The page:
Australians are being urged to get rid of a plague of moths - by eating them.
The "munch a moth" campaign is being led by Jean-Paul Bruneteau, 51, a French-born chef, reports the Daily Telegraph.
He first began eating the brown bogong moths 11 years ago while researching a book on bush tucker eaten by Aborigines.
"They have a lovely popcorn flavour, like hazelnut," he said.
Mr Bruneteau, who has run "bush tucker" restaurants in Sydney and Paris, suggests pulling off the furry wings, then popping the moths in the oven for three minutes in a splash of canola oil.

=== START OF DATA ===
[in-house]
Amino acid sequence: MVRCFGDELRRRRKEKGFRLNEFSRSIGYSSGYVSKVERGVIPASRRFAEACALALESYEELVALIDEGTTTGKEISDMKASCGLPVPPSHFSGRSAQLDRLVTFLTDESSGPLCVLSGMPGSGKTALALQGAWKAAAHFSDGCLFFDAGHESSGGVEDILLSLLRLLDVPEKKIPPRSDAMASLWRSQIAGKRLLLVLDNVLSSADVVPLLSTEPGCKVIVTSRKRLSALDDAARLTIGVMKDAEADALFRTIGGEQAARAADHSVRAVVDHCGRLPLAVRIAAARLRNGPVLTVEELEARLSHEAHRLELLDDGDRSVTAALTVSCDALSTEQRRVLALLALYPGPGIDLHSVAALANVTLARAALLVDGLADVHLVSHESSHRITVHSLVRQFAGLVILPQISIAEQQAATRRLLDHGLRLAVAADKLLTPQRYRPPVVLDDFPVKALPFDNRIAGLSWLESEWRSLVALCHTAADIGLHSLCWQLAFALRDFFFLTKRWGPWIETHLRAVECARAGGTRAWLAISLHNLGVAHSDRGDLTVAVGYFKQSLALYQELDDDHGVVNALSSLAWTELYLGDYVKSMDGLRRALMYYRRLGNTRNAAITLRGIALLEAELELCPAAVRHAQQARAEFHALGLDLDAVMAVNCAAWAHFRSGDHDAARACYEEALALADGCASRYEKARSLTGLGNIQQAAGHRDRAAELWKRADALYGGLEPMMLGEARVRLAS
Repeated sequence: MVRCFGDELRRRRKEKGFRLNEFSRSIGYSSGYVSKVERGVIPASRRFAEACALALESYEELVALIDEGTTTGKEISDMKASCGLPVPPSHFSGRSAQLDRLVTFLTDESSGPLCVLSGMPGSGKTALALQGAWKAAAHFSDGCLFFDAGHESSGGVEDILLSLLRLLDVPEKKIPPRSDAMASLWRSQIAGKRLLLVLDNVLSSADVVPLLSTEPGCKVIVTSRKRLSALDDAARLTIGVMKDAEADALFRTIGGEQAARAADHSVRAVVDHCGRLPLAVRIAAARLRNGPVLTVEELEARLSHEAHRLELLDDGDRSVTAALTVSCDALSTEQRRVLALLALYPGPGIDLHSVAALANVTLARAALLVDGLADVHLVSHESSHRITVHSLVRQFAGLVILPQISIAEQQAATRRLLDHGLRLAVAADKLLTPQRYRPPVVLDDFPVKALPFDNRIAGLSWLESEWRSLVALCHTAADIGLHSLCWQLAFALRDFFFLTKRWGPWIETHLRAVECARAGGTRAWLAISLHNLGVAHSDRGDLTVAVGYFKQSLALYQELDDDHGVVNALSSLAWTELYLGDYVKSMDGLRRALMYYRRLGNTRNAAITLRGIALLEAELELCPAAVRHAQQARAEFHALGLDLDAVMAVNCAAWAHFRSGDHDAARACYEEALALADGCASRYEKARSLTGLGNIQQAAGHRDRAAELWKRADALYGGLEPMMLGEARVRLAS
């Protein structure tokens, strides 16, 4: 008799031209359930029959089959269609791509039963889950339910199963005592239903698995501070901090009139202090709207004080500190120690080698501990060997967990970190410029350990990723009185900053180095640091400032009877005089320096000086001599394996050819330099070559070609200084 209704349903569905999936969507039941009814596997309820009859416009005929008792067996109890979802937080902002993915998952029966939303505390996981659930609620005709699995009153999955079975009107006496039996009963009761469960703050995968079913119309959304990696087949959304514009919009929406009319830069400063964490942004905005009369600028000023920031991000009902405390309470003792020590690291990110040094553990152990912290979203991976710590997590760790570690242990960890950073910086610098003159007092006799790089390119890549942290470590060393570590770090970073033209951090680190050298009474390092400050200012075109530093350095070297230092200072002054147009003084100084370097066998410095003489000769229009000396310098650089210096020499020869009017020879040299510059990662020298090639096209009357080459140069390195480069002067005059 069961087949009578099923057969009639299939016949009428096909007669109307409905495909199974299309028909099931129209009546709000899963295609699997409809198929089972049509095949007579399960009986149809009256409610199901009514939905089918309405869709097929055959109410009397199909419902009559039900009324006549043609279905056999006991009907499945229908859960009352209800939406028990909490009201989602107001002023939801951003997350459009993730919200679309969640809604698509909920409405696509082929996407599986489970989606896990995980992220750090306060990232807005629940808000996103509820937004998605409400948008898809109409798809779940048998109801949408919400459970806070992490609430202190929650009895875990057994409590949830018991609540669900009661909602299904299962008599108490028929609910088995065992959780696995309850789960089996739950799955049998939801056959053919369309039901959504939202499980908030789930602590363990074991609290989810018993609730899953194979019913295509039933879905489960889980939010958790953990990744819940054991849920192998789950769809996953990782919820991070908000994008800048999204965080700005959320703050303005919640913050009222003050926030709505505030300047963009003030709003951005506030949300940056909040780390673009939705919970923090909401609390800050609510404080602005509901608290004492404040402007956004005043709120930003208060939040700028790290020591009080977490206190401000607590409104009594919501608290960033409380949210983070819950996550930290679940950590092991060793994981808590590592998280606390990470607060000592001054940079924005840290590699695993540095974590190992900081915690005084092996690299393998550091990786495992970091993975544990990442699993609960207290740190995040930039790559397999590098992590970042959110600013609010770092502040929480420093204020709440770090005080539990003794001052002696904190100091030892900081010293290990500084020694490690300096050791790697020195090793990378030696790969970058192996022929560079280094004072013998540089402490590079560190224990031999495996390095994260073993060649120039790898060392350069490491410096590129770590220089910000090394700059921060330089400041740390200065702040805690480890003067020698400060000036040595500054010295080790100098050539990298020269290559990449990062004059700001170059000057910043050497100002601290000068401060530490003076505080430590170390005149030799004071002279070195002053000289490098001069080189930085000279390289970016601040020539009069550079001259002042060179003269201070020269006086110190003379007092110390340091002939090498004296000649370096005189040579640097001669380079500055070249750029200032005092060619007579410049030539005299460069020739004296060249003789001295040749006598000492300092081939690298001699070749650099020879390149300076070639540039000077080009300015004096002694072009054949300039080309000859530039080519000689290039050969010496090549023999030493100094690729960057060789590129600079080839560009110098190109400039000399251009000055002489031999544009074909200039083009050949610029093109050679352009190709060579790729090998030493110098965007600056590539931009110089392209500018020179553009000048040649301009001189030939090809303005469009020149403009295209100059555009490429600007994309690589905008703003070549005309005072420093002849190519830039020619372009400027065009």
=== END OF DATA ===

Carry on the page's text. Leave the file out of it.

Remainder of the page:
Alternatively the chef, recommends putting them through a coffee blender and sprinkling them into an omelette, pancake or crepe.
Martyn Robinson, a naturalist who works at the Australian Museum in Sydney, is another dedicated moth muncher, preferring to catch them on his windowsill, hold them by the wings then pop them in his mouth.
But Mr Robinson's initial enthusiasm for eating the native moths waned after he discovered that they contain high levels of arsenic, the result of eating farm crops sprayed with pesticides.
He also warns about their fat content: one study found that 3oz of bogong moth abdomen contains three times as much fat as a Big Mac.